It's pretty clear whose hip hop posse ruled 2012. In September, Kanye West released the collaborative album "Cruel Summer," which featured G.O.O.D. Music artists Big Sean, Common, and Pusha T as well as other friends like Jay-Z and 2 Chainz. G.O.O.D. Music dominated the airwaves with opulent beats and swaggering hubris. They forced us to pay attention not necessarily because the songs were groundbreaking but because the artists were elite.
The calendar has turned, and a very different crew has emerged. This group has no throne on which to sit—they rely on craft rather than spectacle. On A$AP Rocky's "1 Train," the ninth song on his new album "Long.Live.A$AP," the rising Harlem star leads a staggering showcase of seven young and hungry rappers. "I had to make the most perfect posse cut for 2013," A$AP Rocky said in a recent interview. "1 Train" might not be perfect, but it's a loud and confident fanfare for a new breed of lyricists.
The beat is supplied by Hit-Boy, a producer who crashed on the scene with West and Jay-Z's epic "Ni**as in Paris." The subdued violin riff on "1 Train" doesn't come close to matching the grandeur of "Paris," but the backbeat provides an easy groove for the rappers to ride.
A$AP's first guest is Compton wunderkind Kendrick Lamar, fresh off of his enormously successful debut album, "good kid, m.A.A.d City." Known for being socially conscious, Lamar delivers a tension-filled, psychotic narrative of a man pushed to the brink by poverty and drugs. Next up is Brooklyn kid Joey Bada$$, who continues the same themes but trades Lamar’s intensity for wordplay: "I'm on my convict, don't drop bars, I drop prisons / Don't sell rocks, seen the spectrum through the prisms / Somehow bypassed the bias and the -isms."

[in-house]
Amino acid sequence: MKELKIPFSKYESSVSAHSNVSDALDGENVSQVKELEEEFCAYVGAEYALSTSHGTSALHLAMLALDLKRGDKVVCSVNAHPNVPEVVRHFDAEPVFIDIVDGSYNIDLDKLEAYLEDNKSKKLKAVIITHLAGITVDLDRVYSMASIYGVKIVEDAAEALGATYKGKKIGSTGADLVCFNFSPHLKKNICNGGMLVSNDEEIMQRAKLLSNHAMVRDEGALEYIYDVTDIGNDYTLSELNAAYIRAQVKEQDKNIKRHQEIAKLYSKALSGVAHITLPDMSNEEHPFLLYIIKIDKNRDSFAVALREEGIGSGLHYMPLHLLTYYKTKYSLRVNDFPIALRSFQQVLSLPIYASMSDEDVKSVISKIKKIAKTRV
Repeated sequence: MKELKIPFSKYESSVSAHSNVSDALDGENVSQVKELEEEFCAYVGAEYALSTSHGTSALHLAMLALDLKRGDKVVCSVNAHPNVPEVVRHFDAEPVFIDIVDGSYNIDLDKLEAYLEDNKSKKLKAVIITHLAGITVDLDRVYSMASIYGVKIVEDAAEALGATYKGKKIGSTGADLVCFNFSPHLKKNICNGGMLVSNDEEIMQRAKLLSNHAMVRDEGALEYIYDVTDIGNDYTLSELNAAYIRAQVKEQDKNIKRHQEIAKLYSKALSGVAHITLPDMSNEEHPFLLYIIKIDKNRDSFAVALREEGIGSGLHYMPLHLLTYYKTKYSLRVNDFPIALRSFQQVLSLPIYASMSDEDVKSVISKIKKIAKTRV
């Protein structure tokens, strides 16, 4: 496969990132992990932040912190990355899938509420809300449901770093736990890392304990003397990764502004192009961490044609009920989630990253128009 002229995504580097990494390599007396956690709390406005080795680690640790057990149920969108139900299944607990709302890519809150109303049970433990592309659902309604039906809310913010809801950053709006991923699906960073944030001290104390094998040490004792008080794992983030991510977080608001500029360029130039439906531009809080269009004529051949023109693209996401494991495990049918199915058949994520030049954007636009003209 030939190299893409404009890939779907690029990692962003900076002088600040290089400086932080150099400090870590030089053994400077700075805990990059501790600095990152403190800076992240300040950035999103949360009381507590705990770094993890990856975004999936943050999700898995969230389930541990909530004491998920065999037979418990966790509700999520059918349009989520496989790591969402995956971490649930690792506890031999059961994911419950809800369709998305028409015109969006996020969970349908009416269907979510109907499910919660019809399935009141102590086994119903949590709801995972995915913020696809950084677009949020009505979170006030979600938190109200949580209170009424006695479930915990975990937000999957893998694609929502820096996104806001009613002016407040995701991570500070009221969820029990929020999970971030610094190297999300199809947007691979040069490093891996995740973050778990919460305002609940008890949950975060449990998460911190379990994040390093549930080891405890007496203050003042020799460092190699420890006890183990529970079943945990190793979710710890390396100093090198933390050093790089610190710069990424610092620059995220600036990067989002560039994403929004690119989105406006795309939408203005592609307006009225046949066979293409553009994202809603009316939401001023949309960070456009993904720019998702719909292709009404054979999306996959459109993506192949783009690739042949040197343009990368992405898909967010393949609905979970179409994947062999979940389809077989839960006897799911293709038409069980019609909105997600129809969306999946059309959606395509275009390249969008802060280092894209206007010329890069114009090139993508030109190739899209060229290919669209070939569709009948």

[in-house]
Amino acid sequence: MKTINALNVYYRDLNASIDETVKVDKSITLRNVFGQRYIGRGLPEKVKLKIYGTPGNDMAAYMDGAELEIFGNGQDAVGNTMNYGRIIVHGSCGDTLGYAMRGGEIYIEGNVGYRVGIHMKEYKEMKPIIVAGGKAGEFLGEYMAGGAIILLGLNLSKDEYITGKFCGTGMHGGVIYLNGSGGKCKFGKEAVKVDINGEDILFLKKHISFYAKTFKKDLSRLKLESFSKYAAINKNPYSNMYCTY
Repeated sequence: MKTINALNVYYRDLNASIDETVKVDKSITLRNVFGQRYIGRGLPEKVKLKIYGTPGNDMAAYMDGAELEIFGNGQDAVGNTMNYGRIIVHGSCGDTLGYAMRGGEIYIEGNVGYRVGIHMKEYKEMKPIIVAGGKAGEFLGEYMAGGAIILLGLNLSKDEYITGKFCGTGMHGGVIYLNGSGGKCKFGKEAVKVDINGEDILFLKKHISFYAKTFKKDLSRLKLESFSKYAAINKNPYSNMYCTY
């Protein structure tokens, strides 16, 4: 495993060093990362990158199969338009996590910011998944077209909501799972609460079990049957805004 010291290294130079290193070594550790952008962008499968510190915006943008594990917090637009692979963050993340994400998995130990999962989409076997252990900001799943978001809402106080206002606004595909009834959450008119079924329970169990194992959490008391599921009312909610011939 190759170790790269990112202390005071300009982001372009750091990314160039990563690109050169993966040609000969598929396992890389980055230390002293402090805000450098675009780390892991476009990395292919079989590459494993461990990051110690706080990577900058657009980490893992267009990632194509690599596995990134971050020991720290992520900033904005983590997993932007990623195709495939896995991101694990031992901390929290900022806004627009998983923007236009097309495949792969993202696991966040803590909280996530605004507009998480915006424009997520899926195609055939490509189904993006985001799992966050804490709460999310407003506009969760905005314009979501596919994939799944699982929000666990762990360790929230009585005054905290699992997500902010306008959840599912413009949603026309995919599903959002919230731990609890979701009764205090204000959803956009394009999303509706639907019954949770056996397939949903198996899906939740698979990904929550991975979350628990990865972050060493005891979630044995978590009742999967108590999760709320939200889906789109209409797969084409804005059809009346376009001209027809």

After a suspiciously derivative Yelawolf verse, A$AP puts back to back two rappers that could represent the contrasting drugs they reference in their lines. Detroit's Danny Brown emulates the highs and lows of molly: his voice high-pitched and abrasive, he crams references to penguins, solar system planets, ostriches, and Adonis into 16 bars. Alternatively, the laid-back Queens native Action Bronson is more akin to marijuana as he alternates between introspection and silly bravado: "The moon's reflection off the lake hit me / You should have stayed with me / Now many Asian bitches lay with me."
By the time Big K.R.I.T. brings the song home with a long verse full of Southern swagger, it's hard not to imagine the kind of impact this posse will have in the coming years. Four of these seven released their major-label debuts last year, with two more scheduled to debut in 2013. Long gone are the days of East Coast-West Coast beefing; now, all the most talented young rappers from around the country hang out with, record with, and tweet at each other. The camaraderie may make for less drama, but it’s hard to argue with the cohesion and potential shown in "1 Train."
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